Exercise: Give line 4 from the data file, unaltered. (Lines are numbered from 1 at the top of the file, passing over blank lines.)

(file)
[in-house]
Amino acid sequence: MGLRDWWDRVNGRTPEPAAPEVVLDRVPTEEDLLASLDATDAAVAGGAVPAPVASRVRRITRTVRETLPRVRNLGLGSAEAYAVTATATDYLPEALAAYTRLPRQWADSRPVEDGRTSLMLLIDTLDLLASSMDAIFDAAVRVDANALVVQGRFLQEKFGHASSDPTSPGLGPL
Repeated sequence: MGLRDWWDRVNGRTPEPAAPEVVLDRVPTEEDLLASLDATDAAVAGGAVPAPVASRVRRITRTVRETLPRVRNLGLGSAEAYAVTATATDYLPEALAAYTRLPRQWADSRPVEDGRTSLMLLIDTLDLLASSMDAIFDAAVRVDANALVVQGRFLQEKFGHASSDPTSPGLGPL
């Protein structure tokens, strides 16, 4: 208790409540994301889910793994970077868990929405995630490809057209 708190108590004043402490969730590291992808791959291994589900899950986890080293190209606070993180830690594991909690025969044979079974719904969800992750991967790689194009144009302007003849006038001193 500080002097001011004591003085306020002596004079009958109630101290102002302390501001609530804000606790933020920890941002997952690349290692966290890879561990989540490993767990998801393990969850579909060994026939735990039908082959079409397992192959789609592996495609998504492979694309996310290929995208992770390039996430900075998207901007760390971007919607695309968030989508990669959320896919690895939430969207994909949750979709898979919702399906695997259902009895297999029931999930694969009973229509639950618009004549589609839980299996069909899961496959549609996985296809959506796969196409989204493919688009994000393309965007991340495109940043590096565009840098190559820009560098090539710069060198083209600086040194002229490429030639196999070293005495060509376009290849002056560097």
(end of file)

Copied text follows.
């Protein structure tokens, strides 16, 4: 208790409540994301889910793994970077868990929405995630490809057209 708190108590004043402490969730590291992808791959291994589900899950986890080293190209606070993180830690594991909690025969044979079974719904969800992750991967790689194009144009302007003849006038001193 500080002097001011004591003085306020002596004079009958109630101290102002302390501001609530804000606790933020920890941002997952690349290692966290890879561990989540490993767990998801393990969850579909060994026939735990039908082959079409397992192959789609592996495609998504492979694309996310290929995208992770390039996430900075998207901007760390971007919607695309968030989508990669959320896919690895939430969207994909949750979709898979919702399906695997259902009895297999029931999930694969009973229509639950618009004549589609839980299996069909899961496959549609996985296809959506796969196409989204493919688009994000393309965007991340495109940043590096565009840098190559820009560098090539710069060198083209600086040194002229490429030639196999070293005495060509376009290849002056560097």